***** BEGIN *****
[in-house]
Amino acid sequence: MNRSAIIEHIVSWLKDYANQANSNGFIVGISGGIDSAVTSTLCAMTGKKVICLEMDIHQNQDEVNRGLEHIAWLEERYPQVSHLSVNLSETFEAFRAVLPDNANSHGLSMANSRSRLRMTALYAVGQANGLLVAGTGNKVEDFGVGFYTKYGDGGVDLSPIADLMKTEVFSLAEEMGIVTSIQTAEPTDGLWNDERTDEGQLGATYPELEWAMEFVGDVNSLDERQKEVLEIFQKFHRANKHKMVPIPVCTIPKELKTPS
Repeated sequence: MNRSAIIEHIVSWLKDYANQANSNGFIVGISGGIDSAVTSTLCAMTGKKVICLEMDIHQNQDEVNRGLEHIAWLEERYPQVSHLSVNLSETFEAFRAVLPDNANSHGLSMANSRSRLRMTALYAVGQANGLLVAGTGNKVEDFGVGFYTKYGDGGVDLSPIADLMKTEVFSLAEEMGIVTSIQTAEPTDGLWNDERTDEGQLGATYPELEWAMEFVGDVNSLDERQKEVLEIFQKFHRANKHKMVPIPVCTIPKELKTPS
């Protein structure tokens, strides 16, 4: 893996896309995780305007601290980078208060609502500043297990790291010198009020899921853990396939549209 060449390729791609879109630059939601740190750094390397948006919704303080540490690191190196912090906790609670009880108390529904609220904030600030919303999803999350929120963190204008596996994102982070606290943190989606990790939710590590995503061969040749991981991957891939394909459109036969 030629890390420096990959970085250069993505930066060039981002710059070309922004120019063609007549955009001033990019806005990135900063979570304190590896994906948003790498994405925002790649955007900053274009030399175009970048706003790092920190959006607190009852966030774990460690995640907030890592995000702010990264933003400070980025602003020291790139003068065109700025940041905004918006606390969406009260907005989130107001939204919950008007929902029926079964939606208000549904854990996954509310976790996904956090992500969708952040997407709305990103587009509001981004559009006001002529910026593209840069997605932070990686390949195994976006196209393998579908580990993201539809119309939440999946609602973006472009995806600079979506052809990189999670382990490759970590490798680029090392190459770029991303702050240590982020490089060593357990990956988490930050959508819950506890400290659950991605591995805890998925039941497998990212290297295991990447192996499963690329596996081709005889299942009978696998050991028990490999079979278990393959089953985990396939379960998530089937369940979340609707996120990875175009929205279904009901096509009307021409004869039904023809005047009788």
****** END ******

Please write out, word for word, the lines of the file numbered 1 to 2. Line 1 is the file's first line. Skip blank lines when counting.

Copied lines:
[in-house]
Amino acid sequence: MNRSAIIEHIVSWLKDYANQANSNGFIVGISGGIDSAVTSTLCAMTGKKVICLEMDIHQNQDEVNRGLEHIAWLEERYPQVSHLSVNLSETFEAFRAVLPDNANSHGLSMANSRSRLRMTALYAVGQANGLLVAGTGNKVEDFGVGFYTKYGDGGVDLSPIADLMKTEVFSLAEEMGIVTSIQTAEPTDGLWNDERTDEGQLGATYPELEWAMEFVGDVNSLDERQKEVLEIFQKFHRANKHKMVPIPVCTIPKELKTPS